BY FREDA MIKLIN
On August 4, the quarterly meeting of Denver South (formerly Denver South Economic Development Partnership) focused on three companies whose newly located operations are making a significant impact. They are Kiewit Corporation’s regional headquarters in Lone Tree, Amazon’s DDV4 facility just southeast of Centennial Airport, and Vectra Bank’s new building and headquarters in Denver’s Belleview Station. The meeting drew over 100 local leaders in business and government, including Centennial Mayor Stephanie Piko and Lone Tree Mayor Jackie Millet, along with members of both cities’ city councils.
Ashley Comstock, senior vice-president and chief financial officer of VectraBank, shared that the company began evaluating its options for a headquarters in 2017. “Belleview Station was a clear, easy choice for us,” she said, because of its location right off I-25 and its close proximity to light rail, which was critical. VectraBank plans to move the first of its 175 employees into the nine-story building currently under construction at Belleview Station in December. She pointed out that the location offers brand recognition and an excellent environment for employee recruitment and retention due to the first-class amenities in the building and in the area. She credited Confluent Development with encouraging VectraBank to choose the location. Having the headquarters of Western Union and Newmont Mining nearby was also an important factor.
Comstock shared that, in a nod to sustainability, one of the floors of VectraBank that will be used for parking, is designed to be convertible to office space in the future, should fewer people drive to work.
Sam Bailey, manager of economic development policy for the mountain west region of Amazon, said his company employs 1.5 million people in 56 countries, including 20,000 in Colorado, where it also supports 34,500 small and medium-sized businesses that sell on Amazon. The company has invested $5.5 billion in the state’s economy.
He explained that Amazon spreads the inventory of its sellers to fulfillment centers in multiple locations, “making a local business national and global in a matter of days.”
Local fulfillment centers, which are comprised of around three million square feet, are located in Aurora, Thornton and Colorado Springs. Tractor trailers transport merchandise from those centers to various cities, where it is moved to Amazon’s blue vans for final delivery. Bailey pointed to a metro Denver Amazon facility from which, “If you order something at 10:00 p.m., it might be on your doorstep by 5:00 a.m. Don’t be surprised.”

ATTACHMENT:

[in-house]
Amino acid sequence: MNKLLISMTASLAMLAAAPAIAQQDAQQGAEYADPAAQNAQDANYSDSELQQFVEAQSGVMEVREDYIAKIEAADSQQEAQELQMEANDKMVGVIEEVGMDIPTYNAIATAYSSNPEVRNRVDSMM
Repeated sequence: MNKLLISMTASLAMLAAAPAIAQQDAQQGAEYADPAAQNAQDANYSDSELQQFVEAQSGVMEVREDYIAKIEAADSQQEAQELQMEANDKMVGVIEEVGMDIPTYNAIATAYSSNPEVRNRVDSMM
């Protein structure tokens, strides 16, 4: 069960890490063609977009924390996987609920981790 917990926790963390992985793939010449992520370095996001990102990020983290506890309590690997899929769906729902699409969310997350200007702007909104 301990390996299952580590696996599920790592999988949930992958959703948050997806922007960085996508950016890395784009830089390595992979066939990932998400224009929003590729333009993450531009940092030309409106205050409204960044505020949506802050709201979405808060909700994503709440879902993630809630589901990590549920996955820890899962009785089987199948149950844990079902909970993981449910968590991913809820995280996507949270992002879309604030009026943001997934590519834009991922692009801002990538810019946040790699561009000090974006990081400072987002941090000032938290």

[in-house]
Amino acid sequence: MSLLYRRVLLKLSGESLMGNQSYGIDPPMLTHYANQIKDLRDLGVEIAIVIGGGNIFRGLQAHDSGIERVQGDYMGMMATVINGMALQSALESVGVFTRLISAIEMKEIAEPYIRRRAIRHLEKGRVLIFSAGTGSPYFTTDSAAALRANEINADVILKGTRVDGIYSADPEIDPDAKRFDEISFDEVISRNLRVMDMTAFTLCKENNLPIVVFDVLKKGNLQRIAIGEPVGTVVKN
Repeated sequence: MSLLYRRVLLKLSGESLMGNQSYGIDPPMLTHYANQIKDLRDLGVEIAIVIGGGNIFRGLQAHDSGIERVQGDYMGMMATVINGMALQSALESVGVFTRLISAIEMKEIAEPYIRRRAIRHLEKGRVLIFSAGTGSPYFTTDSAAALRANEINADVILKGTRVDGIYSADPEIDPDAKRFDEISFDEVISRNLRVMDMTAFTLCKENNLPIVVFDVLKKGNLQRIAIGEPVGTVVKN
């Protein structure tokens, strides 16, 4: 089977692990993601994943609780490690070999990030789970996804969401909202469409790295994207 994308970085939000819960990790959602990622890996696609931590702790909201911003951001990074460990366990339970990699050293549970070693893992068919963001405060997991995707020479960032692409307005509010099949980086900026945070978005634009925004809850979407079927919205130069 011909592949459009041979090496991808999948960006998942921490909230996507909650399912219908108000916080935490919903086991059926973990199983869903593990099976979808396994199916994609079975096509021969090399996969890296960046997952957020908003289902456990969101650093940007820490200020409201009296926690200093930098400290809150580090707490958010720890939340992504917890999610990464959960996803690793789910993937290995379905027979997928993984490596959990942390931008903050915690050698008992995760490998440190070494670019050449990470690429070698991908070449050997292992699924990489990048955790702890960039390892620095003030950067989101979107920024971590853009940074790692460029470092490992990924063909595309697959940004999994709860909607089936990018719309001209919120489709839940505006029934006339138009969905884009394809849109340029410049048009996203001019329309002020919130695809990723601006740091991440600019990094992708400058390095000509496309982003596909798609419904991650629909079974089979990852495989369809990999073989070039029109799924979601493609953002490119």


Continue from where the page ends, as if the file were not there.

Focusing on the south metro area, he said that when Amazon is deciding where to locate a new facility, it evaluates cities by whether its employees would want to live there. “Increasingly, that’s the pitch that communities (who want new jobs in their cities) have to be prepared to make, because it’s not just going to be about where we can site a facility, it’s going to be about where employees can live.”
An important benefit Amazon offers to its employees is paying for their education. Bailey explained, “We have partnered with educational institutions, including Metropolitan State University, Community College of Aurora, CU Colorado Springs, CSU Global, Pikes Peak Community College, and Denver Community College. If you are an associate with us for 90 days, part-time or full-time, we will pay for your associate’s degree or bachelor’s degree.” They even pay these costs in advance, rather than on a reimbursement basis and will also support employees seeking an apprenticeship or an internship. Amazon also provides its employees with benefits, including health care and retirement, on day one of their employment.
Lastly, Bailey talked about those communities that fear growth. He said, “You’re either growing or you’re declining. There’s no stasis.” He said that communities that plan their growth thoughtfully are successful, and pointed to Lone Tree as an example, having added light rail stops before development occurred. “Amazon,” he said, “is looking at the investments communities are making and the investments communities aren’t making.”
Kellie Kelly is the business development and strategy director for Kiewit Corporation, a construction and engineering organization that began in 1884, and now operates in the United States, Canada and Mexico. She said, “Denver was the natural choice for Kiewit’s investment in a regional campus (to) meet the growing demand for our services.” They chose Lone Tree, Kelly said, because, “Our convenient location within the RidgeGate community provides current and future employees with the proximity to housing and multiple transportation options, including easy access to I-25 and the Light Rail, which is right outside our front door.”
Kiewit has been in Colorado since the 1930’s and has played a significant role in the construction of the Eisenhower Tunnel, Glenwood Canyon, the Veterans’ Administration Hospital in Aurora, the T-REX project that expanded I-25 in metro Denver, and Union Station. They currently lead the Central 70 project, a 10-mile reconstruction of I-70 between Brighton Boulevard and Chambers Road.
The regional headquarters of Kiewit has room for 1,775 employees. The company has partnered with CU, CSU, and Colorado School of Mines, “To train and develop the next generation of construction and engineering leaders, who we hope will one day join us on this campus.” Kiewit has committed to offering $10 million in scholarships to CU engineering students.